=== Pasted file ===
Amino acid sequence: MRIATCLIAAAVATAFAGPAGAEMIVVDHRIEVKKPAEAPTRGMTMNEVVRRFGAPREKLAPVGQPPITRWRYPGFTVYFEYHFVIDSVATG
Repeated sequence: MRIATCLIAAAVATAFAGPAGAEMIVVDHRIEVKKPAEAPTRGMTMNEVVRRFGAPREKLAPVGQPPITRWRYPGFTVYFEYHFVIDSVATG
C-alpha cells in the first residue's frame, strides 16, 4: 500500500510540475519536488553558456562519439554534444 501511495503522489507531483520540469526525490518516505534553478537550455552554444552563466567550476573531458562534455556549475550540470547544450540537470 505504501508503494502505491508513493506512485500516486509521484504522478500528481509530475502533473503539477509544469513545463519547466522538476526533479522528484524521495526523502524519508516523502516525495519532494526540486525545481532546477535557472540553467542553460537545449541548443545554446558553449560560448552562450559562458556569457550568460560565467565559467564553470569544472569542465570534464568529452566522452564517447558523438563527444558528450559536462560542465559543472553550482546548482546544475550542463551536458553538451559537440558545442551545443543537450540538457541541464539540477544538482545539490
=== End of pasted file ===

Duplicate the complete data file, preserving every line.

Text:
Amino acid sequence: MRIATCLIAAAVATAFAGPAGAEMIVVDHRIEVKKPAEAPTRGMTMNEVVRRFGAPREKLAPVGQPPITRWRYPGFTVYFEYHFVIDSVATG
Repeated sequence: MRIATCLIAAAVATAFAGPAGAEMIVVDHRIEVKKPAEAPTRGMTMNEVVRRFGAPREKLAPVGQPPITRWRYPGFTVYFEYHFVIDSVATG
C-alpha cells in the first residue's frame, strides 16, 4: 500500500510540475519536488553558456562519439554534444 501511495503522489507531483520540469526525490518516505534553478537550455552554444552563466567550476573531458562534455556549475550540470547544450540537470 505504501508503494502505491508513493506512485500516486509521484504522478500528481509530475502533473503539477509544469513545463519547466522538476526533479522528484524521495526523502524519508516523502516525495519532494526540486525545481532546477535557472540553467542553460537545449541548443545554446558553449560560448552562450559562458556569457550568460560565467565559467564553470569544472569542465570534464568529452566522452564517447558523438563527444558528450559536462560542465559543472553550482546548482546544475550542463551536458553538451559537440558545442551545443543537450540538457541541464539540477544538482545539490